A homeless kitten is the first to be seen by vets at an animal charity that is neither male nor female.
Tabby-and-white Hope was originally thought to be a female cat when it was admitted to Cats Protection’s rescue center in Warrington, but vets found no external sex organs.
Vets said they have seen hermaphrodite cats – with male and female sex organs – even though they are very rare, but Hope has no sex organs, externally or internally.
Cats Protection’s senior field veterinary officer Fiona Brockbank said it appears to be a case of agenesis – the failure of an organ to develop – which she and her colleagues have never seen before.
The charity said examinations have shown Hope will not be otherwise affected by the condition and is waiting to be rehomed at Cats Protection’s Tyneside Adoption Centre.
Ms Brockbank said: “We carried out a procedure to look for sex organs but there’s nothing apparent inside or out.
“There’s an outside possibility of some ectopic ovarian tissue hiding away internally but we think this is extremely unlikely.
“This is so rare that there isn’t really a commonly used term for this condition, but it is effectively sexual organ agenesis – where agenesis is the lack or failure of development in relation to body organs.”
Ms Brockbank said: “This is not something we’ve come across before at Cats Protection.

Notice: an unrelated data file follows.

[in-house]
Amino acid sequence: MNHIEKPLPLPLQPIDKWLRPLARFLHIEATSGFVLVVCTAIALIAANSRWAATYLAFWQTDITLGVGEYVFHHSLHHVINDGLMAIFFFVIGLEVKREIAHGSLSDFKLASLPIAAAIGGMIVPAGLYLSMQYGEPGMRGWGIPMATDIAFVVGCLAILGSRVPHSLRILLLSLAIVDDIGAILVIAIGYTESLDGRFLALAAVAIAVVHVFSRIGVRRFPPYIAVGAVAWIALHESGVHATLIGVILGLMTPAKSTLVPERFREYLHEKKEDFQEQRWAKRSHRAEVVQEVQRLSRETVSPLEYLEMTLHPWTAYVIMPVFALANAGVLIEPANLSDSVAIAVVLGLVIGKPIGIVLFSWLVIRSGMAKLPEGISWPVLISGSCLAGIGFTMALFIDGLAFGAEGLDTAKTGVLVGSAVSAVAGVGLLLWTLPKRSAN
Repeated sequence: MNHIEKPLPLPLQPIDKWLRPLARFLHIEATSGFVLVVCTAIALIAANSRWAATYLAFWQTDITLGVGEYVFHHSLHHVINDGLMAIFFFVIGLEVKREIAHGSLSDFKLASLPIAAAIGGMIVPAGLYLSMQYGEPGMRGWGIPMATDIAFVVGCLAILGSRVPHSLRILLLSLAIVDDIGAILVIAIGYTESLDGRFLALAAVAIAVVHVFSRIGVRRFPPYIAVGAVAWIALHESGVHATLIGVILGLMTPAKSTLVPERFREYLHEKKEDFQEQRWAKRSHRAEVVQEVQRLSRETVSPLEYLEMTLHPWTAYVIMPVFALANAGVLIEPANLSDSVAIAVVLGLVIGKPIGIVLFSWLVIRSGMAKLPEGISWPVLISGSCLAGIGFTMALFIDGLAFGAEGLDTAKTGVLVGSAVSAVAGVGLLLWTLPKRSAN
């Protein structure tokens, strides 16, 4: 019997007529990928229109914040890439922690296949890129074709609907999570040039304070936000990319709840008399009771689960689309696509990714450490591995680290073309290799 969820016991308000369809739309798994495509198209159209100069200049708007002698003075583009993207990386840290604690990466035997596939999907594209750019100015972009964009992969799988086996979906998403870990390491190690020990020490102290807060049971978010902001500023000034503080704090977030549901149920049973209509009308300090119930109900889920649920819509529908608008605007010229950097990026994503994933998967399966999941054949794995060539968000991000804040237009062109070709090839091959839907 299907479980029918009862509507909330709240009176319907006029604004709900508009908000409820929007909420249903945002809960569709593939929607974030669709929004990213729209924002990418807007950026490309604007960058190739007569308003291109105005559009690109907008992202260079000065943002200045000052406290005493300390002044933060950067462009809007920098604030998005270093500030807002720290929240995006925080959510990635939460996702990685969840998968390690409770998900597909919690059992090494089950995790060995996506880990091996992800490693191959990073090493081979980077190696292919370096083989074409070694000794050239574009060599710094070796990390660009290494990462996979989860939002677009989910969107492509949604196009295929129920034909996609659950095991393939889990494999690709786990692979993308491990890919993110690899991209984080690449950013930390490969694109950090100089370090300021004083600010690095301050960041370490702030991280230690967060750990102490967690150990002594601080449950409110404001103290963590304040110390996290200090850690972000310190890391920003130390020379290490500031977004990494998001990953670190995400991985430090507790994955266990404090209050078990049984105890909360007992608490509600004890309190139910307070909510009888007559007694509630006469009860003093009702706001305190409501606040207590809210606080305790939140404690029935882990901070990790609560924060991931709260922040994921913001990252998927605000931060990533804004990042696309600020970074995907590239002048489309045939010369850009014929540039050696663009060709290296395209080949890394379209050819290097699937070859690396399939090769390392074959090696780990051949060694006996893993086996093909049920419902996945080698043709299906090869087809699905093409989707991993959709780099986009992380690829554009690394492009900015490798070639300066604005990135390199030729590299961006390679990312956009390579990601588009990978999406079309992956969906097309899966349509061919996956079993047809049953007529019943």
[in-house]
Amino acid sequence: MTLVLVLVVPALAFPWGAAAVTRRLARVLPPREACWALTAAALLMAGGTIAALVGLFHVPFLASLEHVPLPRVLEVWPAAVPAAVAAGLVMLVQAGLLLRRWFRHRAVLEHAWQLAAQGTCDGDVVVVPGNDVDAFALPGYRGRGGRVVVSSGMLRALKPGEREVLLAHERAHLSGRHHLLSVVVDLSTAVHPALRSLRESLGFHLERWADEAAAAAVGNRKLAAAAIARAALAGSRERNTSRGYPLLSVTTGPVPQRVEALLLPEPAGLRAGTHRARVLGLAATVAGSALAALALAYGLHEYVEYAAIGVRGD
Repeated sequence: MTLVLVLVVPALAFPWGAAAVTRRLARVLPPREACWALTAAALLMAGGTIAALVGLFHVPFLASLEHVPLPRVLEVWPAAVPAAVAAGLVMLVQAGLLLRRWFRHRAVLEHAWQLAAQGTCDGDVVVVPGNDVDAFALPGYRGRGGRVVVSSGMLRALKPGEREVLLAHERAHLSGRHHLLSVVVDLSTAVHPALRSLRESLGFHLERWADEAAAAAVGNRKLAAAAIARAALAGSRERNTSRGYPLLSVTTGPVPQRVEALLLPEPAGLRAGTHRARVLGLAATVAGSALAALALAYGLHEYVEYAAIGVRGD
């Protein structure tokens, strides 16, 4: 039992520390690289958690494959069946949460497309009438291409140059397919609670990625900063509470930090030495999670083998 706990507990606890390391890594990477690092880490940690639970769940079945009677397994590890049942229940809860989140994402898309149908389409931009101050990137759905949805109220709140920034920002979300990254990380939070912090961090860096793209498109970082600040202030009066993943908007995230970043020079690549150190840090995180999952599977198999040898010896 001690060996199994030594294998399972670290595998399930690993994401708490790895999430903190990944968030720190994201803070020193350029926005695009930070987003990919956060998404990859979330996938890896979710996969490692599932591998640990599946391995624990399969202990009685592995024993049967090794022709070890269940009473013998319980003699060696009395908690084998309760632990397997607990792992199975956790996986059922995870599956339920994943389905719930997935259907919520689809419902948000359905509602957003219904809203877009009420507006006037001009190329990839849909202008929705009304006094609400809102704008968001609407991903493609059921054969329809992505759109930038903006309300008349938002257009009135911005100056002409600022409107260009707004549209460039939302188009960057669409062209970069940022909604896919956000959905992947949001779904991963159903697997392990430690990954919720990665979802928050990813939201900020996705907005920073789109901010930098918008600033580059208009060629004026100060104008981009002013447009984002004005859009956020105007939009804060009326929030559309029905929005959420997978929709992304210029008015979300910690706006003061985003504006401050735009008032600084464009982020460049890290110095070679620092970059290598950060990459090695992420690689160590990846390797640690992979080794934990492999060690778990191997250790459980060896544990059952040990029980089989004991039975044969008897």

“While this means we don’t have any previous cases to base our knowledge of how this will affect Hope in the future, we spent time monitoring this cat to ensure they can urinate and defecate appropriately before they were considered ready for rehoming.”
Hope, who is 15 weeks old, is described as a playful kitten which has endeared itself to staff and volunteers at Cats Protection’s Warrington Adoption Centre, where it was first admitted and underwent investigations, and the centre in Gateshead.
Tyneside Adoption Centre manager Beni Benstead said: “Discovering Hope’s special status has been an exciting time as none of us have seen this before or are likely to again.
“Hope has been a delight to care for and it is fantastic that they are now ready to be adopted.
“We know they will bring someone many years of fun and companionship. We would also be extremely grateful to hear updates on our Tyneside superstar.”
Hope was originally brought in with her mother and three siblings by a busy family who did not think they would be able to give them the attention they needed, a Cats Protection spokeswoman said.
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